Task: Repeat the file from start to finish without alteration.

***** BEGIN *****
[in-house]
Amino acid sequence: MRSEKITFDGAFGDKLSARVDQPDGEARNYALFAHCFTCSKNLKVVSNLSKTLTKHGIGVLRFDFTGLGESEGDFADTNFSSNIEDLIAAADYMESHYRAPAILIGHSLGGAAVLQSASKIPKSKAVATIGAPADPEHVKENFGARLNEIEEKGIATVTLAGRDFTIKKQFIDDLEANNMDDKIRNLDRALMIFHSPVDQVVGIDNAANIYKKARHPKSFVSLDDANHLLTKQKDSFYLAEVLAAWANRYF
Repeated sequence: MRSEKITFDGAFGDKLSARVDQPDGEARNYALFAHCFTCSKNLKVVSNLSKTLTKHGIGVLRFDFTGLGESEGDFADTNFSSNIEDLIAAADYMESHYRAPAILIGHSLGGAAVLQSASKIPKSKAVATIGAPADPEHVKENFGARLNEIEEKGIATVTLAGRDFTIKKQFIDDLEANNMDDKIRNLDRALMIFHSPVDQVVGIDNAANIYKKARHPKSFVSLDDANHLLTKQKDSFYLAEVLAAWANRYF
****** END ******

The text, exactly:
[in-house]
Amino acid sequence: MRSEKITFDGAFGDKLSARVDQPDGEARNYALFAHCFTCSKNLKVVSNLSKTLTKHGIGVLRFDFTGLGESEGDFADTNFSSNIEDLIAAADYMESHYRAPAILIGHSLGGAAVLQSASKIPKSKAVATIGAPADPEHVKENFGARLNEIEEKGIATVTLAGRDFTIKKQFIDDLEANNMDDKIRNLDRALMIFHSPVDQVVGIDNAANIYKKARHPKSFVSLDDANHLLTKQKDSFYLAEVLAAWANRYF
Repeated sequence: MRSEKITFDGAFGDKLSARVDQPDGEARNYALFAHCFTCSKNLKVVSNLSKTLTKHGIGVLRFDFTGLGESEGDFADTNFSSNIEDLIAAADYMESHYRAPAILIGHSLGGAAVLQSASKIPKSKAVATIGAPADPEHVKENFGARLNEIEEKGIATVTLAGRDFTIKKQFIDDLEANNMDDKIRNLDRALMIFHSPVDQVVGIDNAANIYKKARHPKSFVSLDDANHLLTKQKDSFYLAEVLAAWANRYF